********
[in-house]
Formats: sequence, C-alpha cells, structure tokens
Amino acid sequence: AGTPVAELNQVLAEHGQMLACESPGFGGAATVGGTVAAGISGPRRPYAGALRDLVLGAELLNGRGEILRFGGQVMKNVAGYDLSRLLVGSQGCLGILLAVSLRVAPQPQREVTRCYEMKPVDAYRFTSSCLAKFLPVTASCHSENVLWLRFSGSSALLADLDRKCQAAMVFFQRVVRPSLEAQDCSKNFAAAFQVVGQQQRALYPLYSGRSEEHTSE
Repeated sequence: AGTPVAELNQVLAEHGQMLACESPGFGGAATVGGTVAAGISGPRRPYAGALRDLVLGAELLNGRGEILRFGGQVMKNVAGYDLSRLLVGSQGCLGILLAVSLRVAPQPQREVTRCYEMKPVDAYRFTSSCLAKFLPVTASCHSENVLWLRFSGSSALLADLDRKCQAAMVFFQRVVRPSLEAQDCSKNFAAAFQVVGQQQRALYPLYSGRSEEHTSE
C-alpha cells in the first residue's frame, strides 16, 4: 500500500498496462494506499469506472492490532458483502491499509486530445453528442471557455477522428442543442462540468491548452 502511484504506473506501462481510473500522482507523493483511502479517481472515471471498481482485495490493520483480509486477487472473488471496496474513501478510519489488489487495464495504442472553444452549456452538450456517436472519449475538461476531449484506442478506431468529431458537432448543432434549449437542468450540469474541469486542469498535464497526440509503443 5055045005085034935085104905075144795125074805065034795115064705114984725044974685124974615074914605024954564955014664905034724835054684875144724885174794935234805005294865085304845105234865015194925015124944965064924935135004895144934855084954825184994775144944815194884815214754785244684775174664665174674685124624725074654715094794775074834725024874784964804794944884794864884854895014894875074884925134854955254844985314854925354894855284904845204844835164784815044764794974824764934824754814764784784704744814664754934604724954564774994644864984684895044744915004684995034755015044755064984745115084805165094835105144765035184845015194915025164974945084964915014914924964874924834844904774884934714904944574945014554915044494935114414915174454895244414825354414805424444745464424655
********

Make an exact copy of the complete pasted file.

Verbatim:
[in-house]
Formats: sequence, C-alpha cells, structure tokens
Amino acid sequence: AGTPVAELNQVLAEHGQMLACESPGFGGAATVGGTVAAGISGPRRPYAGALRDLVLGAELLNGRGEILRFGGQVMKNVAGYDLSRLLVGSQGCLGILLAVSLRVAPQPQREVTRCYEMKPVDAYRFTSSCLAKFLPVTASCHSENVLWLRFSGSSALLADLDRKCQAAMVFFQRVVRPSLEAQDCSKNFAAAFQVVGQQQRALYPLYSGRSEEHTSE
Repeated sequence: AGTPVAELNQVLAEHGQMLACESPGFGGAATVGGTVAAGISGPRRPYAGALRDLVLGAELLNGRGEILRFGGQVMKNVAGYDLSRLLVGSQGCLGILLAVSLRVAPQPQREVTRCYEMKPVDAYRFTSSCLAKFLPVTASCHSENVLWLRFSGSSALLADLDRKCQAAMVFFQRVVRPSLEAQDCSKNFAAAFQVVGQQQRALYPLYSGRSEEHTSE
C-alpha cells in the first residue's frame, strides 16, 4: 500500500498496462494506499469506472492490532458483502491499509486530445453528442471557455477522428442543442462540468491548452 502511484504506473506501462481510473500522482507523493483511502479517481472515471471498481482485495490493520483480509486477487472473488471496496474513501478510519489488489487495464495504442472553444452549456452538450456517436472519449475538461476531449484506442478506431468529431458537432448543432434549449437542468450540469474541469486542469498535464497526440509503443 5055045005085034935085104905075144795125074805065034795115064705114984725044974685124974615074914605024954564955014664905034724835054684875144724885174794935234805005294865085304845105234865015194925015124944965064924935135004895144934855084954825184994775144944815194884815214754785244684775174664665174674685124624725074654715094794775074834725024874784964804794944884794864884854895014894875074884925134854955254844985314854925354894855284904845204844835164784815044764794974824764934824754814764784784704744814664754934604724954564774994644864984684895044744915004684995034755015044755064984745115084805165094835105144765035184845015194915025164974945084964915014914924964874924834844904774884934714904944574945014554915044494935114414915174454895244414825354414805424444745464424655